A Student’s Take on ICQs (Instruction Check Questions)

Image source: www.bigstockphoto.com
Image source: www.bigstockphoto.com

The following are diary entries from a fictional ESL student.

March 1st

I started my new English class today. I was excited to meet my teacher and classmates. I like my teacher a lot. Harry was very friendly and he made us laugh right from the start. I already feel very comfortable with him and the rest of my peers. I really think I’m going to enjoy this class and I hope I can really improve my English.

March 2nd

Today was another fun day. We learned about what to say when going to a doctor’s office. This lesson was so helpful for me since I have a doctor’s appointment next week. The role play we did at the end of the class was really fun. Harry is really clear when he gives instructions. He always models the activities with us and makes sure we understand what we need to do. If I ever teach German to someone I will remember to be as clear as Harry when I give my instructions.

March 3rd

I had another enjoyable class today. I can tell that Harry puts a lot of effort into his lessons and the activities he plans. I’m glad I have such a dedicated teacher. I like how he always asks us questions before we start activities. It seems like he really wants us to make sure we understand what we are supposed to do.

March 4th

I’m not sure, but I think I’m starting to notice a pattern when Harry teaches. I can’t be sure, but I think he asks the same questions before we start each activity. Maybe that’s what teachers are supposed to do. I don’t know since I’m not a teacher, but something about it just felt a bit strange to me. Maybe next week I’ll ask my partner, Susan, as I know she used to be a Japanese teacher before coming to Toronto.

March 7th

Ok, so I’m 100% sure now that Harry asks the same questions every day before we start activities. I asked Susan about it and she said it’s actually a good thing for language teachers to do… but she mentioned that when she taught Japanese she never asked as many questions as Harry does (he asks five questions every time!).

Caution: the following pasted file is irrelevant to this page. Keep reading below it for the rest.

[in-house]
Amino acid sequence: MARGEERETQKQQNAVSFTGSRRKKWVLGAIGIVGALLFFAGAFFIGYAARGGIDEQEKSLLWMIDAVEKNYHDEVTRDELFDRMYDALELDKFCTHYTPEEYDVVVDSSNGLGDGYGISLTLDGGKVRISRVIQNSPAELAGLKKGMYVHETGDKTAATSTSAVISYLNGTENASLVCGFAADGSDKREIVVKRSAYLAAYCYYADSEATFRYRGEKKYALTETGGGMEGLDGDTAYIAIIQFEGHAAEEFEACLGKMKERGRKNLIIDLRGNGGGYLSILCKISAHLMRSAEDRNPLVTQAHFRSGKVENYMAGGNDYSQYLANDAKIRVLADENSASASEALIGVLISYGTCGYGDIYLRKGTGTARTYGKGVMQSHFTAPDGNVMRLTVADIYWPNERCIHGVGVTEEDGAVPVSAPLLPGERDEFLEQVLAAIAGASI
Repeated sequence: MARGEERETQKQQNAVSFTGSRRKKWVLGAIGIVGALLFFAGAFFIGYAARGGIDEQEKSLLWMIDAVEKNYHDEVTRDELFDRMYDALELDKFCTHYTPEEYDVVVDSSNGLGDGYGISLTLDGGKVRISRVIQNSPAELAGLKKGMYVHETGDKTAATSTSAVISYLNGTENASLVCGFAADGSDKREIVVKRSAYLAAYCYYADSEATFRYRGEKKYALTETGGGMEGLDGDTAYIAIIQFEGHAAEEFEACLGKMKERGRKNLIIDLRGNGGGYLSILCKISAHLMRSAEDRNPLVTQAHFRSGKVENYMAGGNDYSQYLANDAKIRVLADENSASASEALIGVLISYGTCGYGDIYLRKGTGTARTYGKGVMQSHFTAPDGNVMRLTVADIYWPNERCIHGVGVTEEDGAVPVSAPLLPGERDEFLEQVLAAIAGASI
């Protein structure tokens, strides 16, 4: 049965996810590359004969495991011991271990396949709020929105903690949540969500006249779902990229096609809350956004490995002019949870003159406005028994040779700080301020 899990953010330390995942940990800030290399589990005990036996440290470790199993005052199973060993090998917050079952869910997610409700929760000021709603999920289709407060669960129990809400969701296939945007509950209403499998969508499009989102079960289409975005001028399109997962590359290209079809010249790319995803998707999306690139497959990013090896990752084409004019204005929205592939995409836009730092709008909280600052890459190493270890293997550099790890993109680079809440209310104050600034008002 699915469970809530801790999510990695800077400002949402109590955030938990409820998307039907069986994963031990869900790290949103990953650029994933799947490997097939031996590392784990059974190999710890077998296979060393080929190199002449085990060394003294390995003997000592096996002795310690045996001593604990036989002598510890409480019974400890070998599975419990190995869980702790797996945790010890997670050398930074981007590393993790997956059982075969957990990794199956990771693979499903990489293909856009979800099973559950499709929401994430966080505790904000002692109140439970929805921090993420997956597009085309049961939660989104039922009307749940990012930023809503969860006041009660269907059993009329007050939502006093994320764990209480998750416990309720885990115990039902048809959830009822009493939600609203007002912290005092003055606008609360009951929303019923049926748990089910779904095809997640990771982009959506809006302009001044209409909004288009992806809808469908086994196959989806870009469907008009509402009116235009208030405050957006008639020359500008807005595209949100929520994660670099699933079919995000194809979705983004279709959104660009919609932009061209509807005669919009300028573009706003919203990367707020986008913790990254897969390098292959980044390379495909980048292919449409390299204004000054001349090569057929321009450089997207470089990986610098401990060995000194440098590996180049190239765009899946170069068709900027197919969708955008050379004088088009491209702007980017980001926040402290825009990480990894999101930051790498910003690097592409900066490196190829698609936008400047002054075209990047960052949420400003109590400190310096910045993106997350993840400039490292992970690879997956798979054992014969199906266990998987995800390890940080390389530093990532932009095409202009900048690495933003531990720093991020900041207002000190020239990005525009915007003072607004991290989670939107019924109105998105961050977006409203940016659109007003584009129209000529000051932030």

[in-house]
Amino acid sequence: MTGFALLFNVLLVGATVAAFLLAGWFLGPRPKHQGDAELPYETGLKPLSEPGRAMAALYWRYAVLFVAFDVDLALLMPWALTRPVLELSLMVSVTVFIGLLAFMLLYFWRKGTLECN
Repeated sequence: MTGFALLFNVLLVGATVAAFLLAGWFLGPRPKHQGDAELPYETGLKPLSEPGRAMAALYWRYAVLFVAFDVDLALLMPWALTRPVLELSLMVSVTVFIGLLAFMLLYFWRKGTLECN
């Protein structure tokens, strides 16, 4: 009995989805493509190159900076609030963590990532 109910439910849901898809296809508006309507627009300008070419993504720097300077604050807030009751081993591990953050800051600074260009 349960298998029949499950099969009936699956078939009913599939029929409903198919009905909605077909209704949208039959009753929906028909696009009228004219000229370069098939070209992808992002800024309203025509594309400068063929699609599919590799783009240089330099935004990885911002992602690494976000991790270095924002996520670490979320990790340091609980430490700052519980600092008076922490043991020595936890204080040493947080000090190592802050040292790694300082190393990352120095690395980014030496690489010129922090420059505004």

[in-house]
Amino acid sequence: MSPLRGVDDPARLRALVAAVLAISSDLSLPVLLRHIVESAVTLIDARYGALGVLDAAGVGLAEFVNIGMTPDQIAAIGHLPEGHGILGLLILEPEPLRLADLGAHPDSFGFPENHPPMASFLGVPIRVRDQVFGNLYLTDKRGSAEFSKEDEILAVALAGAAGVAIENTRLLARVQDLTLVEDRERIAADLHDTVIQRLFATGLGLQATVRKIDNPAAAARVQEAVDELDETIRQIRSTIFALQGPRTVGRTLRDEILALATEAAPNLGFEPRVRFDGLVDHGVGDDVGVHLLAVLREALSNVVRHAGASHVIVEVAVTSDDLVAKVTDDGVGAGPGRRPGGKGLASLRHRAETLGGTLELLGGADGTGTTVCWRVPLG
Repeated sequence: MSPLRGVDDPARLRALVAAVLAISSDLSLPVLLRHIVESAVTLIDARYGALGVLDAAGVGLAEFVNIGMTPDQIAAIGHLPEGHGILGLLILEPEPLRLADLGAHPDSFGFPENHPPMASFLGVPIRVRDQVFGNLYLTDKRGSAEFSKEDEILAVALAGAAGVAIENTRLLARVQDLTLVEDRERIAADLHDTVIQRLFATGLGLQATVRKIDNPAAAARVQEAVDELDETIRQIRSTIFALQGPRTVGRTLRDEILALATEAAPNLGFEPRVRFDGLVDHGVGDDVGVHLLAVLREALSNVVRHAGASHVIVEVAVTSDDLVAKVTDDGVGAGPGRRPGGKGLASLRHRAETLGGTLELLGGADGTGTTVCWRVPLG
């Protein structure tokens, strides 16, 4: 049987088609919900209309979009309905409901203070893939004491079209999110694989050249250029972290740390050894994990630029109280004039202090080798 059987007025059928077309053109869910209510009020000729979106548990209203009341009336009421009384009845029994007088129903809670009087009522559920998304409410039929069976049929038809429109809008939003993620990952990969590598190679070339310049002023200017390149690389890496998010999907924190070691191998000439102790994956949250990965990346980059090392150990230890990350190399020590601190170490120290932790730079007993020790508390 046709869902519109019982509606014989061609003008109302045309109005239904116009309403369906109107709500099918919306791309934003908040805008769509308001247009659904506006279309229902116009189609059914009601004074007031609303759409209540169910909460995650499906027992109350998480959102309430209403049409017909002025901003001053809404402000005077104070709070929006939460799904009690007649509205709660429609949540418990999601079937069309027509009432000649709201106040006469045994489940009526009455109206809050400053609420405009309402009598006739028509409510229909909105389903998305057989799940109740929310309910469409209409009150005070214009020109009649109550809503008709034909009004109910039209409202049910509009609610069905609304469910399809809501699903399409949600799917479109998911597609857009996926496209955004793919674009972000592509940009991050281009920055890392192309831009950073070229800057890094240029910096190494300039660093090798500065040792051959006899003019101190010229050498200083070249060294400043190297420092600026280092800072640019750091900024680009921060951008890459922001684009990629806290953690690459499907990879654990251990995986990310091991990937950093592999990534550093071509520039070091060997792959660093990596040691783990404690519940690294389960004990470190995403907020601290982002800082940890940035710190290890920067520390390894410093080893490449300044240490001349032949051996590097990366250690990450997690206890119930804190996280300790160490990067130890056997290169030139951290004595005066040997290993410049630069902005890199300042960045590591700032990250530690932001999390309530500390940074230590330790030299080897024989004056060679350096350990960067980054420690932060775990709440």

Should I say something to Harry? I still really like him as a teacher, so I don’t want to hurt his feelings. Maybe it’s better for me to just keep my mouth shut.

March 9th

Things got a little ridiculous today. My group-mate Raminder and I actually started lip-syncing Harry’s ICQs (that’s what Susan calls them… but I can’t remember what the letters stand for… maybe it’s Irritating Constant Questions… hehe). Every time Harry would ask his questions, Raminder and I would look at each other and mouth the words, and silently giggle to ourselves. I hope Harry didn’t notice, because I still think he is a good teacher.

March 11th

Harry asked us to give him feedback about his teaching style today. It was nice to know that he cares about what we think. He gave us 3 pieces of paper (1 green, 1 yellow, 1 red). On the green paper I wrote down things that I think he should continue doing. On the yellow paper I wrote down things that I think he should consider doing. And on the red paper I wrote down things that I think he should stop doing. He said it was our choice if we wanted to write our names on the papers or not.